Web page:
Although December’s job report numbers disappointed experts’ expectations, many explained that the end-of-year increase in construction jobs is just what the housing market needed. This is down from November’s upwardly revised increase of 252,000 jobs. “Wage growth remains low, but did tick up slightly to 2.5%,” Long said. “December’s increase in construction labor is a hopeful reminder that things will eventually get better for our severely depleted housing market,” realtor.com Senior Economist Joseph Kirchner said. “Jobs drive housing demand and with the unemployment rate remaining at its lowest level of the millennium, it's only going to pick up.” Another expert agreed, saying the increase in construction jobs was the one bright spot in Friday’s employment report. One expert explained this increase marked the highest point in construction jobs in seven years. “Construction employment increased by 210,000 in 2017, compared with a gain of 155,000 in 2016.” And while one expert said it’s important not to read too much into economic activity in December, the construction jobs increase, she said, is worth highlighting. “However, the late-year surge in construction jobs is worth highlighting.” “Construction jobs increased by 30,000 last month, ending 2017 with a total of 35% more jobs added than in the year before,” Richardson said. “As to the supply of homes, construction workers are needed,” said Lawrence Yun, National Association of Realtors chief economist. “In 2017, a net 190,000 new workers were employed in the construction industry, and that also marks a decelerating trend, as the prior three years averaged 284,000 annual additions.” “With the unemployment rate in the construction industry having fallen from over 20% in 2010 to 5.9% at the year-end of 2017, there could be a little growth to home construction despite the on-going housing shortage,” Yun said.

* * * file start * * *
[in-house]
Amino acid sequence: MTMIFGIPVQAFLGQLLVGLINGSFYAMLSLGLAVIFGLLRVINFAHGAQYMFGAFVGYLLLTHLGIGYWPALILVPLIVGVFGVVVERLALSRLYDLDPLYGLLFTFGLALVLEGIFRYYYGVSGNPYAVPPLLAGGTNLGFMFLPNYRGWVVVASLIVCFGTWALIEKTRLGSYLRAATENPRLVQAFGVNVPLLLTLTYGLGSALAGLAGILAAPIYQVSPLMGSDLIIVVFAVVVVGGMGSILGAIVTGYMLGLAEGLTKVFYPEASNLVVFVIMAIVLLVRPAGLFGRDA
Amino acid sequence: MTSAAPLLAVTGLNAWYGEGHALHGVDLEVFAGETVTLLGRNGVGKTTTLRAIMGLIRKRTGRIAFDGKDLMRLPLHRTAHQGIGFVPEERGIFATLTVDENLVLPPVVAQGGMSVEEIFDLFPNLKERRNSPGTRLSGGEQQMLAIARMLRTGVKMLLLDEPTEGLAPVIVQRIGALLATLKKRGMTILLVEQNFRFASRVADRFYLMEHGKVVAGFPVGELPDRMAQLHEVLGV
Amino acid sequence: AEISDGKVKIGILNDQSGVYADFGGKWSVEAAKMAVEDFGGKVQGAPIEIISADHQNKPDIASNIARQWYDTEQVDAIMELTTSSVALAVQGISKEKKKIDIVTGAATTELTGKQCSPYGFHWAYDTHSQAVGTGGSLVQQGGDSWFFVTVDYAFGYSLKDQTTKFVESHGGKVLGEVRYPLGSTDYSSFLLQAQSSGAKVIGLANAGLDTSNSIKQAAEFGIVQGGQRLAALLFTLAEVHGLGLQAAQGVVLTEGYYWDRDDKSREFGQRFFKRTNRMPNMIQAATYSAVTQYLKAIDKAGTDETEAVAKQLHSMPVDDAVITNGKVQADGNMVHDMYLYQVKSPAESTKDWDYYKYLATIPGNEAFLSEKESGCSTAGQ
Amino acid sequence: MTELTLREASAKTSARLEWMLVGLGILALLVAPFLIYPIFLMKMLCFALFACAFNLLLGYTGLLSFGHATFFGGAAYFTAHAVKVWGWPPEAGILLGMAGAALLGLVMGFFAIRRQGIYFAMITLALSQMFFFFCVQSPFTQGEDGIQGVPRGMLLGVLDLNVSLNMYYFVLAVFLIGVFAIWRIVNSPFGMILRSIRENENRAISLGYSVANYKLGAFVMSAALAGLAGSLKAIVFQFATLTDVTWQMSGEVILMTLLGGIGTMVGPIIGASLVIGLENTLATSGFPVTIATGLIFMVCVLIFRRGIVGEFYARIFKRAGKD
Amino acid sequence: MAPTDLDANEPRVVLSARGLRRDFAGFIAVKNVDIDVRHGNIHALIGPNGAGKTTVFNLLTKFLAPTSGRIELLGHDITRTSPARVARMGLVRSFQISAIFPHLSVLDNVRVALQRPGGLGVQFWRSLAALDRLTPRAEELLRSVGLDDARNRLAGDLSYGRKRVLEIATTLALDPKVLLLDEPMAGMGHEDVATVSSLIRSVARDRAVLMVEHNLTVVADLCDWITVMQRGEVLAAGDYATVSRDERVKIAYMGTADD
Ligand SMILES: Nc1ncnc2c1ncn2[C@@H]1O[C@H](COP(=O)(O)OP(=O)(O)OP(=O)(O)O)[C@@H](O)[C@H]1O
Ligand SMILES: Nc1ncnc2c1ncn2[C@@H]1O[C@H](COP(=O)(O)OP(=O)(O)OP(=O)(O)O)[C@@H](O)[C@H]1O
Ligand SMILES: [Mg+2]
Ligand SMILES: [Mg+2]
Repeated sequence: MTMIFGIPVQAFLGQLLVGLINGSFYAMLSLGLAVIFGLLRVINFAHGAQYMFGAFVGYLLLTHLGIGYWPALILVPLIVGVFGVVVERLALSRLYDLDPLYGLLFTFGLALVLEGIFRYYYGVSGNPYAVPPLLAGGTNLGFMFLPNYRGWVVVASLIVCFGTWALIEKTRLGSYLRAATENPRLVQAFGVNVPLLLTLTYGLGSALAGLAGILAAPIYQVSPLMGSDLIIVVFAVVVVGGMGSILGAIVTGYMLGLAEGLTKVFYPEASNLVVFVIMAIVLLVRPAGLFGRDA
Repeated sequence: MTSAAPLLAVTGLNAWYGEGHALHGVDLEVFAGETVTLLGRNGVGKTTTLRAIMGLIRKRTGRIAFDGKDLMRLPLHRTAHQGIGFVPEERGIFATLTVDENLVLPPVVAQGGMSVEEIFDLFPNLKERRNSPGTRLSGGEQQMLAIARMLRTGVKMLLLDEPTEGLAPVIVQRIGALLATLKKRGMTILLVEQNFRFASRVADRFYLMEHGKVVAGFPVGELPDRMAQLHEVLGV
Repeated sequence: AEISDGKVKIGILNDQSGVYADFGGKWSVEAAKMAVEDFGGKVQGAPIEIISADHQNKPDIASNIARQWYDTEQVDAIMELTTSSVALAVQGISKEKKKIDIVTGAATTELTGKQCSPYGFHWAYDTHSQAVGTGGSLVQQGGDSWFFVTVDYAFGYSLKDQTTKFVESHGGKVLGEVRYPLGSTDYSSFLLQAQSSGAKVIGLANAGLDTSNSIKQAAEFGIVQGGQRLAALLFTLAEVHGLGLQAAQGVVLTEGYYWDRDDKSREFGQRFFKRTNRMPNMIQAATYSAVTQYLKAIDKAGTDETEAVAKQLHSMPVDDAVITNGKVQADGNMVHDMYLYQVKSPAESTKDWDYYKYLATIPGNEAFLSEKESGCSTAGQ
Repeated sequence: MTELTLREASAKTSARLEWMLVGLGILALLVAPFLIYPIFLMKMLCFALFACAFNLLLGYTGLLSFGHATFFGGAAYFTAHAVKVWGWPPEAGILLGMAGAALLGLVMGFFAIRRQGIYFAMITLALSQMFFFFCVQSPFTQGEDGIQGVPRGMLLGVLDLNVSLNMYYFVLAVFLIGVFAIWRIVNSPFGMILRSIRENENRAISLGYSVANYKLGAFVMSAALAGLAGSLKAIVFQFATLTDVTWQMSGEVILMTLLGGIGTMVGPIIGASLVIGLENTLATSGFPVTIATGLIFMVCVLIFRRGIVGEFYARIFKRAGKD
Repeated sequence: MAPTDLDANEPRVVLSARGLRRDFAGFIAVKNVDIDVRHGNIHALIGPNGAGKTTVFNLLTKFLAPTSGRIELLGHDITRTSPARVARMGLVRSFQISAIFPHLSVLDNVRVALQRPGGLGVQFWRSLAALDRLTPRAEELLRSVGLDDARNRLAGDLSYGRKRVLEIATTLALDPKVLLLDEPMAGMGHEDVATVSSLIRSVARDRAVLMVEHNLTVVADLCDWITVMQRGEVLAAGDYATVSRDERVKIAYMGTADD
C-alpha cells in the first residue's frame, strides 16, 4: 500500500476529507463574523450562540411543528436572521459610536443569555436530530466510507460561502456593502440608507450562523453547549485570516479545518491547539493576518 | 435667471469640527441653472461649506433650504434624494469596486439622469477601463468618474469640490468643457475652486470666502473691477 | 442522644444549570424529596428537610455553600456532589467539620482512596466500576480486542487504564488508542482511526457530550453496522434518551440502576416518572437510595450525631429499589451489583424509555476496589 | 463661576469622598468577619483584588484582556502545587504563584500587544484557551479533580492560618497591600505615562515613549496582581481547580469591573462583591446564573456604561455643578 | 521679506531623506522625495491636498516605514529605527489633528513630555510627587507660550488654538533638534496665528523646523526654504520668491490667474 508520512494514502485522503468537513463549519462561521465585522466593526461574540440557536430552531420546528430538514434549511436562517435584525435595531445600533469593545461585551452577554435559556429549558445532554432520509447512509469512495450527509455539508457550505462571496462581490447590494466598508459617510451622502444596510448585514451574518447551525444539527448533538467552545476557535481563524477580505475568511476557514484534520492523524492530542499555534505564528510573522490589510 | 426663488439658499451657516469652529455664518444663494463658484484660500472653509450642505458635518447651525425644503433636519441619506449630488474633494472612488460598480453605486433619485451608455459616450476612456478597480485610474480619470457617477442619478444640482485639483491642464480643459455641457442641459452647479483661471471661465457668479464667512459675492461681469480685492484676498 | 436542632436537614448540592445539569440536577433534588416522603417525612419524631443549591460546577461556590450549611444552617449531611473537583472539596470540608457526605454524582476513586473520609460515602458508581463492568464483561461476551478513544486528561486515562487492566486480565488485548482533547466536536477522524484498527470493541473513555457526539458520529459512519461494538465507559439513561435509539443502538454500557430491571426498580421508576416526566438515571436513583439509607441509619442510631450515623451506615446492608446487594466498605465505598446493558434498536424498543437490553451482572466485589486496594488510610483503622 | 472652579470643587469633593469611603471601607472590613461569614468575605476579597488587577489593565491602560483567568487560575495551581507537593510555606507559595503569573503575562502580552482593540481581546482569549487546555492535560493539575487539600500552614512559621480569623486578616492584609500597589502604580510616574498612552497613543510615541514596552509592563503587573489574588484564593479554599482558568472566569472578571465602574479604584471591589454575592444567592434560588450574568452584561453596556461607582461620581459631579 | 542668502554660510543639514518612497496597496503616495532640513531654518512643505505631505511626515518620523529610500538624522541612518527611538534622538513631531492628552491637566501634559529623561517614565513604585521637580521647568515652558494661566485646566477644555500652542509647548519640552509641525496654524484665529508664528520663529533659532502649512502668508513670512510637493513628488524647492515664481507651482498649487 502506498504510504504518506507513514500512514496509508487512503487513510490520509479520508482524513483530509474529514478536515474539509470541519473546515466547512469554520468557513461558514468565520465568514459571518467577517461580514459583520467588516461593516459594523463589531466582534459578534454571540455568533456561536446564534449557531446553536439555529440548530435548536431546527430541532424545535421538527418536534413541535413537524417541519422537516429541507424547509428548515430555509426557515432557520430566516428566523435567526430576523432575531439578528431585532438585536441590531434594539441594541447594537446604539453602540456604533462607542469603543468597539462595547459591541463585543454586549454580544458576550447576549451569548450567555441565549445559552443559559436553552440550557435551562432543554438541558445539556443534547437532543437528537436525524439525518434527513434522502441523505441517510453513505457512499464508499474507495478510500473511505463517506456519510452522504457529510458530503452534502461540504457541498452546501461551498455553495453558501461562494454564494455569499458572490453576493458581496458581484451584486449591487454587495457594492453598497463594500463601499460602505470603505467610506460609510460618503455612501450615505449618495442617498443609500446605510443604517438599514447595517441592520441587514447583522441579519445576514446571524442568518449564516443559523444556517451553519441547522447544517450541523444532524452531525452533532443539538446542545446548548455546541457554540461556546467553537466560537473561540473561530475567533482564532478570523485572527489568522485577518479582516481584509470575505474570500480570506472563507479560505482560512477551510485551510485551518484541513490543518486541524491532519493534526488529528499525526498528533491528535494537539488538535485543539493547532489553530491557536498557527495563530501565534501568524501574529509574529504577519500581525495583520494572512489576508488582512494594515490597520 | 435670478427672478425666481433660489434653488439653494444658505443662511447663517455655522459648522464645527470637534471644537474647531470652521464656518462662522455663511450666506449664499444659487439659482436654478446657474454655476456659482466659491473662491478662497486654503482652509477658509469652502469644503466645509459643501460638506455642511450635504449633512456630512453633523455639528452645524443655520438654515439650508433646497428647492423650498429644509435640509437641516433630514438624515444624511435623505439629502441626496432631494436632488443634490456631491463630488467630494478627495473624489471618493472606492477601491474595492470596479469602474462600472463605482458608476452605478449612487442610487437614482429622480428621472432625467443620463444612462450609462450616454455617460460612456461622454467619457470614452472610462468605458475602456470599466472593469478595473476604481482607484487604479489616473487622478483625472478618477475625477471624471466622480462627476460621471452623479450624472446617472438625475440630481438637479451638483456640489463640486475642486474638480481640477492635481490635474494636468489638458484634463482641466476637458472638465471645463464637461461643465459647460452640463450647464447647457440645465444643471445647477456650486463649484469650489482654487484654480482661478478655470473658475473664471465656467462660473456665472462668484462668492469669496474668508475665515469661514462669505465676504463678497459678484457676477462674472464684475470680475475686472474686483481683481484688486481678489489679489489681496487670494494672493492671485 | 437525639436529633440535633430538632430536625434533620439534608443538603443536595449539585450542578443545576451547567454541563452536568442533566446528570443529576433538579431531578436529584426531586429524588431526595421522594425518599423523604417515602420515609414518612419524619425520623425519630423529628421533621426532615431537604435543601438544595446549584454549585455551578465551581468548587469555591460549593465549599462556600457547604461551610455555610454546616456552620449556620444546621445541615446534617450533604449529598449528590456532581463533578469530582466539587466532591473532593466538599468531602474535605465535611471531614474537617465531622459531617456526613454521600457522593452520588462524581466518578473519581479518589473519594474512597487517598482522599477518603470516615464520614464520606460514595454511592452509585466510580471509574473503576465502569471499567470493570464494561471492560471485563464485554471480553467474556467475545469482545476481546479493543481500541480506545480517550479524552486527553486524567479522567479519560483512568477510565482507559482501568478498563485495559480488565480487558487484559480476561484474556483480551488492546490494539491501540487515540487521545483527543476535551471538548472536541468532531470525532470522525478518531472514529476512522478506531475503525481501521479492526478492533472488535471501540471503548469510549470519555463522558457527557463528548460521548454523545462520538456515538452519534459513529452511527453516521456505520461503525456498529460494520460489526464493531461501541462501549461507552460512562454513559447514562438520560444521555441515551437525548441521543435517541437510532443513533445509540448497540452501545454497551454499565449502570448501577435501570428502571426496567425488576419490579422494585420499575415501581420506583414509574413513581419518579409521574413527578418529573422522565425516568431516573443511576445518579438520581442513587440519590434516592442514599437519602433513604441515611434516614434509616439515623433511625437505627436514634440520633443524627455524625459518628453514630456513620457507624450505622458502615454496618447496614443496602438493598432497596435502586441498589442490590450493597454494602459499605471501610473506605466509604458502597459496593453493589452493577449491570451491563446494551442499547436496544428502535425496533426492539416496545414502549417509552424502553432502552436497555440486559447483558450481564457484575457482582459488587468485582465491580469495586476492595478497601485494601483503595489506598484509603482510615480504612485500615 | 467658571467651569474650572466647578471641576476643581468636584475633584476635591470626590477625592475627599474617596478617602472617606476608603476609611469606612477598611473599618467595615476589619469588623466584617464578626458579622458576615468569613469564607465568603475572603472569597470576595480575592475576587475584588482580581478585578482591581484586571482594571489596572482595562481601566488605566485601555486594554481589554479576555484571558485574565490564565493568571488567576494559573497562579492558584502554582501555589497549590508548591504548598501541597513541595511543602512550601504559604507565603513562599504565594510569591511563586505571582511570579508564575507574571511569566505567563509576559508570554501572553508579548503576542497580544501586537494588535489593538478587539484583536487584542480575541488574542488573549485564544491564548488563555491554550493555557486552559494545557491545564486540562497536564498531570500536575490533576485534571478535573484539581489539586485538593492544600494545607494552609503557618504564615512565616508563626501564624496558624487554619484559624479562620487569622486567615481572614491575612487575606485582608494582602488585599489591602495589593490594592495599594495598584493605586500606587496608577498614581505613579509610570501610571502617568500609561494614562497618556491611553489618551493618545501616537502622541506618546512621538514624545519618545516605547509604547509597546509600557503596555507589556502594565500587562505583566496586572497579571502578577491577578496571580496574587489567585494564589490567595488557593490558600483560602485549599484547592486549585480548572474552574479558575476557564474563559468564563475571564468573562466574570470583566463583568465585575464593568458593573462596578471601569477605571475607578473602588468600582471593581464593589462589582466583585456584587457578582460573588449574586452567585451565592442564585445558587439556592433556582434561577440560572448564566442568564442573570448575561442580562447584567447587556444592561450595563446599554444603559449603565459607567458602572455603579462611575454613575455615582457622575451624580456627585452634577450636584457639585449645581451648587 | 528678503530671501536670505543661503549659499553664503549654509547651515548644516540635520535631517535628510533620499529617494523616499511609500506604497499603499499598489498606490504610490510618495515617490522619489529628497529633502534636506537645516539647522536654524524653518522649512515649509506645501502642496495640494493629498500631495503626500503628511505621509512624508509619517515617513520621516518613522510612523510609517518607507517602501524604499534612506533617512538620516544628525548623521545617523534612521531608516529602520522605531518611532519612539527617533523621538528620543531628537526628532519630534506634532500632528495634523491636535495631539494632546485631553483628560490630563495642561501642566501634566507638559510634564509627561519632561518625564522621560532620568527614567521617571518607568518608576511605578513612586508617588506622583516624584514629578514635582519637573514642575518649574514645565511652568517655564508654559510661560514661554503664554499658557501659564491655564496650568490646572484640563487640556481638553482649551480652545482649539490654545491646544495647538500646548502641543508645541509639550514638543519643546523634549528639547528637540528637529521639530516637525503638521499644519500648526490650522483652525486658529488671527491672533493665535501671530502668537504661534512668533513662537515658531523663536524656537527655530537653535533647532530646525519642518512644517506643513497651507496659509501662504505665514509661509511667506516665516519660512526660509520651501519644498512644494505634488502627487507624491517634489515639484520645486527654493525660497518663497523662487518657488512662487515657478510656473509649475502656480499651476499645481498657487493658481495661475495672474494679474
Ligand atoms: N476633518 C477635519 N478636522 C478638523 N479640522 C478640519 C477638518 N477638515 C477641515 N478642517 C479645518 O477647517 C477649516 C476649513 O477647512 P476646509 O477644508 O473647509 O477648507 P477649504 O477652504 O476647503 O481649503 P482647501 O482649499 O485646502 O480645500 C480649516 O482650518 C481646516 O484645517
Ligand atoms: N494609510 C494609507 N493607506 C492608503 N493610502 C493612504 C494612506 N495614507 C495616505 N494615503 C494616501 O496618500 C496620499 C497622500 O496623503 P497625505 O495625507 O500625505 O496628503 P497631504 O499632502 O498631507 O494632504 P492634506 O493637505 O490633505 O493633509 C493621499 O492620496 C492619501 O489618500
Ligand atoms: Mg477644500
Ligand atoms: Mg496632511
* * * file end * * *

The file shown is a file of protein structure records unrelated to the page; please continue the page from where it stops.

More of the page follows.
How To Make Money From Other People’s Mortgages